After years of hard work and calculation, Kepler was thrilled at his first discovery and wrote: "The intense pleasure I have received from this discovery can never be told in words. I regretted no more the time wasted; I tired of no labour; I shunned no toil of reckoning, of days and nights spent in calculation, until I could see whether my hypothesis would agree with the orbits of Copernicus, or whether my joy was to vanish in air." The book captured the attention of two famed astronomers, Tycho Brahe (pronounced TEE-ko BRA-hee; 1546-1601) and Galileo Galilei (1564-1642), who would later become very involved in Kepler's life and lead him to his greatest achievements.
Brahe and brilliance
Though Kepler had always been a brilliant thinker, he lacked the data to calculate, develop, and prove his theories. After his first book came out, he began corresponding with Danish astronomer Tycho Brahe, who had spent more than twenty years compiling celestial observations.
Kepler sent Brahe a copy of his book and the two began corresponding by letter. Although Brahe had an idea about the organization of the solar system that was very different from that of Copernicus and Kepler, he greatly respected Kepler's work. For several years, the two had friendly and frank exchanges in which Brahe continually tried to convert Kepler to his "Tychonic System"--which placed Earth at the center of the solar system, with the Sun and other planets revolving around it. Kepler politely but forcefully argued otherwise.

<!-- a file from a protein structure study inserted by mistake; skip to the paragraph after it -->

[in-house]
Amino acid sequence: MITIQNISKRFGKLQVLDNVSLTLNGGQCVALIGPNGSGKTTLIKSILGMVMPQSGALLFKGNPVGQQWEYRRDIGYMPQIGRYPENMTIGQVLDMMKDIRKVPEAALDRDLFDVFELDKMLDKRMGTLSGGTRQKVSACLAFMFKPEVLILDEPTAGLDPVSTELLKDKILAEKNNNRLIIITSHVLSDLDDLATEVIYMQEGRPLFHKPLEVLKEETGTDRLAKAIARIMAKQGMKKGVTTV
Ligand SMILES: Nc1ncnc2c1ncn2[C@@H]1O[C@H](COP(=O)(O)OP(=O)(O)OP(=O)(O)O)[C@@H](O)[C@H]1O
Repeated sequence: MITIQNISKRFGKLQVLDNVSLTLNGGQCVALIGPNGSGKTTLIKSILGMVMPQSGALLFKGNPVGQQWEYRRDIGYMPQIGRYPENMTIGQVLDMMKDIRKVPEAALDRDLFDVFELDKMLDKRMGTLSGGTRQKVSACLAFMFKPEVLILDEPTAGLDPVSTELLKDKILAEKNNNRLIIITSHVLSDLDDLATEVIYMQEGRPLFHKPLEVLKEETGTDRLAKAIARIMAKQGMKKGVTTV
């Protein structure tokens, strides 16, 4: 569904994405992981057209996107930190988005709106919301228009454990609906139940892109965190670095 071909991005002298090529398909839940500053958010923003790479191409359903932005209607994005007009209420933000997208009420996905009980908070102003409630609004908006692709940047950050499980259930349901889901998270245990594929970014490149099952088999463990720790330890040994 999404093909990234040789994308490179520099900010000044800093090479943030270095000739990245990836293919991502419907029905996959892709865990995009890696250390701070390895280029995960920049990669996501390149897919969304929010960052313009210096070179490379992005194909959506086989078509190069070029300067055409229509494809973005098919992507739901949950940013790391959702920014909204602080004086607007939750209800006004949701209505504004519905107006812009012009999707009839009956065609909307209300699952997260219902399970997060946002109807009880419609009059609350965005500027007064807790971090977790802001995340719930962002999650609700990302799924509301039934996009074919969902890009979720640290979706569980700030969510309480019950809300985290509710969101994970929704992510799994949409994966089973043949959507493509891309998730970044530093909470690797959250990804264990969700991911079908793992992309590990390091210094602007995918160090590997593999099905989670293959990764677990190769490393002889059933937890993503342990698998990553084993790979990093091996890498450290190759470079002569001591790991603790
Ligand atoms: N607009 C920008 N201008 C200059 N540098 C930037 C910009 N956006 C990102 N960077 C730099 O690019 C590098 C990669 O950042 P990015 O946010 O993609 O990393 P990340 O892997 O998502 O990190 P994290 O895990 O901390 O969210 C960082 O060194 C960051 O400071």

When Kepler was forced to leave his teaching position at Gratz in 1599, he called on Brahe, who was then Imperial Mathematician of the Holy Roman Empire. Brahe was by this time old and weak, and Kepler realized that no one had yet tapped his vast store of knowledge. He offered to examine Brahe's compilation of observations and use them to perfect theories of planetary motion. Brahe eagerly accepted Kepler's proposal, saying: "Come not as a stranger, but as a very welcome friend; come and share in my observations with such instruments as I have with me, and as a dearly beloved associate."
Kepler's first two laws of planetary motion
The timing could not have been better for the meeting of two such brilliant minds. Brahe was near death, and Kepler was able to access his lifetime's accumulation of knowledge before he passed away. Brahe put Kepler to work calculating the movements of Mars. Kepler also worked with Brahe on the Rudolphine Tables (which described planetary movements) and pledged, as the older astronomer's health worsened, that he would complete them. After Brahe's passing in 1601, Kepler was named Imperial Mathematician and continued to work at Brahe's observatory at Benatky Castle.